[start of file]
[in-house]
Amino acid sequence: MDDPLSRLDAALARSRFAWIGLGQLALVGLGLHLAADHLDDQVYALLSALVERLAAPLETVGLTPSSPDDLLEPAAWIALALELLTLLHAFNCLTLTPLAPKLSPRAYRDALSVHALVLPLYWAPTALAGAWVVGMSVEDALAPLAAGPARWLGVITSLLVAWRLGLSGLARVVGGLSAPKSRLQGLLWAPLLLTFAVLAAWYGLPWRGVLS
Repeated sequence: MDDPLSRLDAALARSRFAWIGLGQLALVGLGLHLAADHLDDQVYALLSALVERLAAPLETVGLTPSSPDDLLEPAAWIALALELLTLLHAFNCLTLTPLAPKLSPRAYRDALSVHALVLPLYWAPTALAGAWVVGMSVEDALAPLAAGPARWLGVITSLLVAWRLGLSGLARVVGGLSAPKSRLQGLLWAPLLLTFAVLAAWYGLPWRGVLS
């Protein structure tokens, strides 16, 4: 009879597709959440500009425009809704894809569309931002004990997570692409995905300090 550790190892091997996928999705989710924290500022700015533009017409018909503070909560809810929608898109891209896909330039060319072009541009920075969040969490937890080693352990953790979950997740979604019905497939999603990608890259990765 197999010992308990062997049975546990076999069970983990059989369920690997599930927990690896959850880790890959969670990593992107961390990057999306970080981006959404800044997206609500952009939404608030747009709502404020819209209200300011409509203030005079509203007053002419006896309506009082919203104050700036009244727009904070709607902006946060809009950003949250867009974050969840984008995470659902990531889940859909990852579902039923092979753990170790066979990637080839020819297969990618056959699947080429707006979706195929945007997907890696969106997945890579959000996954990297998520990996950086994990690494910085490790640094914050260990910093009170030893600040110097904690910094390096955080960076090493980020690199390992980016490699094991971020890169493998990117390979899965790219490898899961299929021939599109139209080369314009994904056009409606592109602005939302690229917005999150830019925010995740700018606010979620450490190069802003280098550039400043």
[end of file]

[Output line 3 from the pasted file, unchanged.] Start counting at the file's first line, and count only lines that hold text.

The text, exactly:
Repeated sequence: MDDPLSRLDAALARSRFAWIGLGQLALVGLGLHLAADHLDDQVYALLSALVERLAAPLETVGLTPSSPDDLLEPAAWIALALELLTLLHAFNCLTLTPLAPKLSPRAYRDALSVHALVLPLYWAPTALAGAWVVGMSVEDALAPLAAGPARWLGVITSLLVAWRLGLSGLARVVGGLSAPKSRLQGLLWAPLLLTFAVLAAWYGLPWRGVLS